Wednesday, August 9, 2017

A Good Idea

My most recent post lamented that every NERC entity subject to CIP-013 (i.e. those with High or Medium impact assets) has to, every 15 months, identify new supply chain security threats and mitigation measures, and incorporate the relevant ones into their Supply Chain Security Management Plan; this per CIP-013 R3. I pointed out (very astutely, I might add) that it didn’t make sense for each entity to have to review the same information and draw the same conclusions. Why couldn’t there just be one body that did this for all NERC entities (although the entities would be free to add to the list of new threats and mitigations provided by this body)?

My answer to that question asserted that there is no provision in the NERC Compliance Monitoring and Enforcement Program (CMEP) for this; therefore, NERC entities are doomed to comply with R3 completely on their own. I then went on to point out that this is a general problem for CIP: there is simply no way to incorporate new threats into CIP and require entities to comply with them, other than writing a Standards Authorization Request (SAR), convening a Standards Drafting Team, going through 3 or 4 NERC ballots, submitting the new or revised standard to FERC, waiting for them to approve it, etc. At the most optimistic, that’s a 3-year process, but I will soon write a post that asserts that the window has closed for any future modifications to CIP, except modifications ordered by FERC (there are various reasons for this, but it is primarily because the industry has been exhausted by all the interpretation issues with CIP v5 – which will never be resolved – and isn’t exactly looking forward to having a bunch of new ambiguous standards dumped on their table).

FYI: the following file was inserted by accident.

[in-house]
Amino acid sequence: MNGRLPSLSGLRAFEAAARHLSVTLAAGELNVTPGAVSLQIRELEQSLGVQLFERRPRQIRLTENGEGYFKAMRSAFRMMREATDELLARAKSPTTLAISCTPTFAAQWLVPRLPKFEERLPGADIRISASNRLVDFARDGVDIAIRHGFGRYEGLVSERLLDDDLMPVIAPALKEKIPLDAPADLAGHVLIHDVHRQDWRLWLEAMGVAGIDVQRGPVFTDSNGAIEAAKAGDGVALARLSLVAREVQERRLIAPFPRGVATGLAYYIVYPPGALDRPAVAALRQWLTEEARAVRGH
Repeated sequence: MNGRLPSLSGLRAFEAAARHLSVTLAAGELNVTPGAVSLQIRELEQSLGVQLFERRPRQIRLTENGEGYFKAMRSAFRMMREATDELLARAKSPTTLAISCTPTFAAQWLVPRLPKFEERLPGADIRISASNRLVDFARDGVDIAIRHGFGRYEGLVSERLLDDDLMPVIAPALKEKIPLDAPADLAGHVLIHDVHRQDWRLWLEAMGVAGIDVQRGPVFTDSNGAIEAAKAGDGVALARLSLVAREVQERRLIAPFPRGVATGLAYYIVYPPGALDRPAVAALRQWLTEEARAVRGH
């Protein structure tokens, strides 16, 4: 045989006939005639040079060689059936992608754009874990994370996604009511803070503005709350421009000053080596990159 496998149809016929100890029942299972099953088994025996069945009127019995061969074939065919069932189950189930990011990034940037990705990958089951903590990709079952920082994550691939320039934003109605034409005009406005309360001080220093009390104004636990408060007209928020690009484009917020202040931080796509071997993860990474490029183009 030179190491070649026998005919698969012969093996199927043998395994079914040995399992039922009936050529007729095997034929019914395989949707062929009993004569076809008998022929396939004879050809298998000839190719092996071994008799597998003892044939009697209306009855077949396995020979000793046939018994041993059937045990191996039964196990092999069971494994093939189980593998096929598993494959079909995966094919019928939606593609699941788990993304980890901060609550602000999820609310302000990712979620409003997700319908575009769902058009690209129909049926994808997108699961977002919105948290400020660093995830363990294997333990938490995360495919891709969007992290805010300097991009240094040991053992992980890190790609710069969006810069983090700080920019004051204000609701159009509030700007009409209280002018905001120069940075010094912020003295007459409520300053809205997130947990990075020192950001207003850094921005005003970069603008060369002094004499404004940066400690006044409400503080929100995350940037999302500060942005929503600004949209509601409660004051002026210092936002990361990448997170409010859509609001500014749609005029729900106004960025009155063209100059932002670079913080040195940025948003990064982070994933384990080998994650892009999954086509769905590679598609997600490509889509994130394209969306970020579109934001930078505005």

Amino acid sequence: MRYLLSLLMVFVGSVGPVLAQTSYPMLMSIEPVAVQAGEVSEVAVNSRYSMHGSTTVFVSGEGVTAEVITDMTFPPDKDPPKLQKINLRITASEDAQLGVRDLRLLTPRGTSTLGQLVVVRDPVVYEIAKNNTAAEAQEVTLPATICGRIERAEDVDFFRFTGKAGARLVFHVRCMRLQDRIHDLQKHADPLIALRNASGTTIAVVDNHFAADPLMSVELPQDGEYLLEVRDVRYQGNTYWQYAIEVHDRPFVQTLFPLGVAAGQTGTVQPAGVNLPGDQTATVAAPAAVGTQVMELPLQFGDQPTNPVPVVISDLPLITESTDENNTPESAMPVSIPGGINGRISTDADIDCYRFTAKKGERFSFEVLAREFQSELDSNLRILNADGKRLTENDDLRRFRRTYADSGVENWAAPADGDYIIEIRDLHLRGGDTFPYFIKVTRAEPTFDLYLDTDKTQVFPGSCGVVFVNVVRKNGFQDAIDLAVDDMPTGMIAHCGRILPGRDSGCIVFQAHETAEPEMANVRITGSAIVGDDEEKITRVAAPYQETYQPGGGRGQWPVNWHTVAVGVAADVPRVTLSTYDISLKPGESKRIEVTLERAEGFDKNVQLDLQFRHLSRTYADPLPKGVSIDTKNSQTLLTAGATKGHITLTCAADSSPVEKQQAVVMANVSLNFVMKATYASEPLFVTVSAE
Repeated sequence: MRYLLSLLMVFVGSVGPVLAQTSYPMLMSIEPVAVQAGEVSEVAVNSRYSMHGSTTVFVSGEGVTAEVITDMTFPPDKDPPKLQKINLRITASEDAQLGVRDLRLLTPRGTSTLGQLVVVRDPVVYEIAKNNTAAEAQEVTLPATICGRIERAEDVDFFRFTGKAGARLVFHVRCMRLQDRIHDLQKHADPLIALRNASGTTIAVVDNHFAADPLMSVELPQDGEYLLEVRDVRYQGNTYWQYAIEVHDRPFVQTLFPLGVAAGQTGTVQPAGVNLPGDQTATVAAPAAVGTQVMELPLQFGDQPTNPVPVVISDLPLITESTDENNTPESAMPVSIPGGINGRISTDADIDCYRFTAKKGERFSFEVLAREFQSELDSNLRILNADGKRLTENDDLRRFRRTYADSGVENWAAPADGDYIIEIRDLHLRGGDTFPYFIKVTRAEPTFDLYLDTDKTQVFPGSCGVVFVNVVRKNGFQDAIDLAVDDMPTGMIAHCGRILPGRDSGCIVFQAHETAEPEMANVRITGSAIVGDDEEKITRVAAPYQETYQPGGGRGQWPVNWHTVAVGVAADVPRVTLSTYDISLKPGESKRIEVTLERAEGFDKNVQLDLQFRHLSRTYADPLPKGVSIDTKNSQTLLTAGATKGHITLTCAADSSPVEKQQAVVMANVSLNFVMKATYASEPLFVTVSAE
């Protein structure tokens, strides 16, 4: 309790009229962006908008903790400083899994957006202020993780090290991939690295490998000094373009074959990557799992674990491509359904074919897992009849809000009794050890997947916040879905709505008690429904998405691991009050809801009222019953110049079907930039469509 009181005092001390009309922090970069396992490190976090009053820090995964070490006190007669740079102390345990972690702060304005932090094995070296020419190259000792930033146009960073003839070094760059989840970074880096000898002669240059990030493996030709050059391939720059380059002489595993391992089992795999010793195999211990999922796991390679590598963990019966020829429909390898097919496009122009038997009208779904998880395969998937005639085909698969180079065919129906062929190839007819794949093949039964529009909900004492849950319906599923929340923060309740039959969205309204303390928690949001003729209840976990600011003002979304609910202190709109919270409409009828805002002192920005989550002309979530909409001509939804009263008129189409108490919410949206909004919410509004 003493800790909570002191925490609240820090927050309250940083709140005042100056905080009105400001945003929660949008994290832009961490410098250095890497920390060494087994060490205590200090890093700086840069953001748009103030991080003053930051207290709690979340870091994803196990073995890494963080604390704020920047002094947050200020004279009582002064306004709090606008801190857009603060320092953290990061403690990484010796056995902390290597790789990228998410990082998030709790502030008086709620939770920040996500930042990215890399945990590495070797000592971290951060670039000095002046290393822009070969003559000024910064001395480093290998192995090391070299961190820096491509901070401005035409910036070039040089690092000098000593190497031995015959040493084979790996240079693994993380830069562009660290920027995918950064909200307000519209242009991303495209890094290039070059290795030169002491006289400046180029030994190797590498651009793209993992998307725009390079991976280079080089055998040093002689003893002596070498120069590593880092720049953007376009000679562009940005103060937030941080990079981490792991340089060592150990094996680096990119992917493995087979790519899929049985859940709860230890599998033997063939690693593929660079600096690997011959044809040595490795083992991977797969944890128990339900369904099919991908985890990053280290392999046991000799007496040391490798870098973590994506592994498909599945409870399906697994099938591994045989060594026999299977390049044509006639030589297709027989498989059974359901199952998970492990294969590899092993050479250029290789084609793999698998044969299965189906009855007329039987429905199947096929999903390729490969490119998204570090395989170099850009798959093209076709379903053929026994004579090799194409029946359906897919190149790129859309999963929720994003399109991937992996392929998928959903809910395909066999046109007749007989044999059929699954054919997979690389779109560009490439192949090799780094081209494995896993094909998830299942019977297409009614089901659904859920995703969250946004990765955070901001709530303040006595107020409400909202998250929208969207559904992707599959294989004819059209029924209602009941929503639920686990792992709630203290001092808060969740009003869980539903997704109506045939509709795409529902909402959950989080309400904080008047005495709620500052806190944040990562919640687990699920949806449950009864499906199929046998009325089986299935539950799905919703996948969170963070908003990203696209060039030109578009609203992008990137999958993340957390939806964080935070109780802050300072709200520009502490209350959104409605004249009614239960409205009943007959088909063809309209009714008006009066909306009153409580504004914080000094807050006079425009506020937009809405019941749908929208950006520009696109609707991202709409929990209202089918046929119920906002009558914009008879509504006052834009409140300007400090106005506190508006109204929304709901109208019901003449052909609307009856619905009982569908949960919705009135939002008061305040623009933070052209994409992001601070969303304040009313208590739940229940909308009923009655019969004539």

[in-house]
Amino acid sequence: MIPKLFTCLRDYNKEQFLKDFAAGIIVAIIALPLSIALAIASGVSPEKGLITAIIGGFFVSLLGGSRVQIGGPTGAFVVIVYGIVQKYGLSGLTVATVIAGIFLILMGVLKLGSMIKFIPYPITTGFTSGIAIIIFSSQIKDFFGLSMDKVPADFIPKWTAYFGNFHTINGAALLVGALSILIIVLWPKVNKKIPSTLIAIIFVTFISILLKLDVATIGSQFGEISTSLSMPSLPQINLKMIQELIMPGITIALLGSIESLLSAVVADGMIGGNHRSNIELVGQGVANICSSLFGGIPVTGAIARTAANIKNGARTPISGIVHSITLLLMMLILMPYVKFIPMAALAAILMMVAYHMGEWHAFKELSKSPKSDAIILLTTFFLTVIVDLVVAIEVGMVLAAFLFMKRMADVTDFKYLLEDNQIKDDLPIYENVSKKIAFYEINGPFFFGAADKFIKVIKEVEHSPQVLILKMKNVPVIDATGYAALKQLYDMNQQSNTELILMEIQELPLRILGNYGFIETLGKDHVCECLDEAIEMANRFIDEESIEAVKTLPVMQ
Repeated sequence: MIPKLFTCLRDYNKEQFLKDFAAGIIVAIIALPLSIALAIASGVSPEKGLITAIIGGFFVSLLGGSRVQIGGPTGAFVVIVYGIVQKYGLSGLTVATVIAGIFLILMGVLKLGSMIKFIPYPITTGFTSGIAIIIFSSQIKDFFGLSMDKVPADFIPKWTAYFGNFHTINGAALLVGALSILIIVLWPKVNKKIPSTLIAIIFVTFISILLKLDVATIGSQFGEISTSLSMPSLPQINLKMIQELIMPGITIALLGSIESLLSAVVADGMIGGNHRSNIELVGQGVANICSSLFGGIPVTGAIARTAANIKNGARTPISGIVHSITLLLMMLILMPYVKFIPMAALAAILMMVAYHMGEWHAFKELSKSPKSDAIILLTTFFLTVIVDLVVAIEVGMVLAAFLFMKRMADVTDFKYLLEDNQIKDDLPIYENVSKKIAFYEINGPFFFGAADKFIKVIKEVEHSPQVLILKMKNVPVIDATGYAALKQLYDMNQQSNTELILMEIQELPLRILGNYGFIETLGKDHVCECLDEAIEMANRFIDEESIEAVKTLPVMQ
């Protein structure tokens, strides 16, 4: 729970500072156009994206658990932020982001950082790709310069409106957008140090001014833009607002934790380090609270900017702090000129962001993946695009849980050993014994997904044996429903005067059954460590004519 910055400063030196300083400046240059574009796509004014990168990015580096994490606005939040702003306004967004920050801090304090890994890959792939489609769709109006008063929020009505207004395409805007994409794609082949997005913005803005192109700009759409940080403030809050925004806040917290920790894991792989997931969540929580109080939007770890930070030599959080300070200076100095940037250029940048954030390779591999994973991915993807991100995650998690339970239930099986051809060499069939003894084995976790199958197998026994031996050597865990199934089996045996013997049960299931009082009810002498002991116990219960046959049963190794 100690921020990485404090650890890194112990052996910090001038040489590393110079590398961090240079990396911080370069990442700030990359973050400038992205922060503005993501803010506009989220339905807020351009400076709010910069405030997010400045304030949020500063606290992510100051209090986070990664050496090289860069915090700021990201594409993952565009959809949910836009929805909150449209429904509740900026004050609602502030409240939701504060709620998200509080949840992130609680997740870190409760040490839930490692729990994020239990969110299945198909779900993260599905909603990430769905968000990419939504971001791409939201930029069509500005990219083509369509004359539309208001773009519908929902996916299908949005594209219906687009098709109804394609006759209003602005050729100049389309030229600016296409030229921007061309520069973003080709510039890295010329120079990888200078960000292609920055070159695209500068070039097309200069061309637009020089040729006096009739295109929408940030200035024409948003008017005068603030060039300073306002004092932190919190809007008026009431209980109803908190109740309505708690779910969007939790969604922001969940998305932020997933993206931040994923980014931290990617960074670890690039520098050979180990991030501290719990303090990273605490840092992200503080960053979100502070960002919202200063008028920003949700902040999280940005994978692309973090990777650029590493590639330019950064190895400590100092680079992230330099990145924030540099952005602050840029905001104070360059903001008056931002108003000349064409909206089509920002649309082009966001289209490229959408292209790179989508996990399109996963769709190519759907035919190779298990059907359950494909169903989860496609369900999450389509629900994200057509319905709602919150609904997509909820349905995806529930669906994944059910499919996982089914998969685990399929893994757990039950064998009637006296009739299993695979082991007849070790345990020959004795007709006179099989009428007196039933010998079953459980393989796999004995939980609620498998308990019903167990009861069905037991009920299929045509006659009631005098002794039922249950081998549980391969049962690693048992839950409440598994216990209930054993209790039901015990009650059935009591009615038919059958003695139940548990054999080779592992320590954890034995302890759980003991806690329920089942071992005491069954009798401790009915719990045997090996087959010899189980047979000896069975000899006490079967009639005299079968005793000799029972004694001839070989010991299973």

However, an auditor emailed me to say that he thought there were at least 4 existing organizations that could fulfill this role. When I replied that the problem wasn’t that no organization could do this but that there was no provision in CMEP allowing them to do so, he pointed out to me that “The Standard guidance suggests that entities need to review actionable information to identify needed changes to their plans.  No one said where that actionable information has to come from.”

And this makes sense to me. For the purposes of CIP-013 R3 compliance, I believe it would be fine if some third party organization, like one of the trade associations but not limited to them, committed to doing this for all NERC entities. That is, they would continually look for new supply chain security threats and mitigation measures and publish these for the whole NERC community (and if an organization just wanted to do this for their members, then hopefully other organizations would do the same for their members). Any takers for this? I won’t name names, but I can think of at least a couple organizations who would be ideal for this.

However, my larger point in the post was that a procedure like this is really needed for all cyber security threats to BES Cyber Systems, not just supply chain threats in CIP-013. So it would be nice if there were a body that would regularly (or even continually) review all new cyber threats as well as all new mitigations to cyber threats, identify those that are relevant to the electric power industry, and publish these for the industry (perhaps on a need-to-know basis). If CIP were rewritten along the lines of the six principles in the post I referenced above, then NERC entities (probably above a certain size threshold) would have to get an assessment based on the threats on the current list, then mitigate those threats.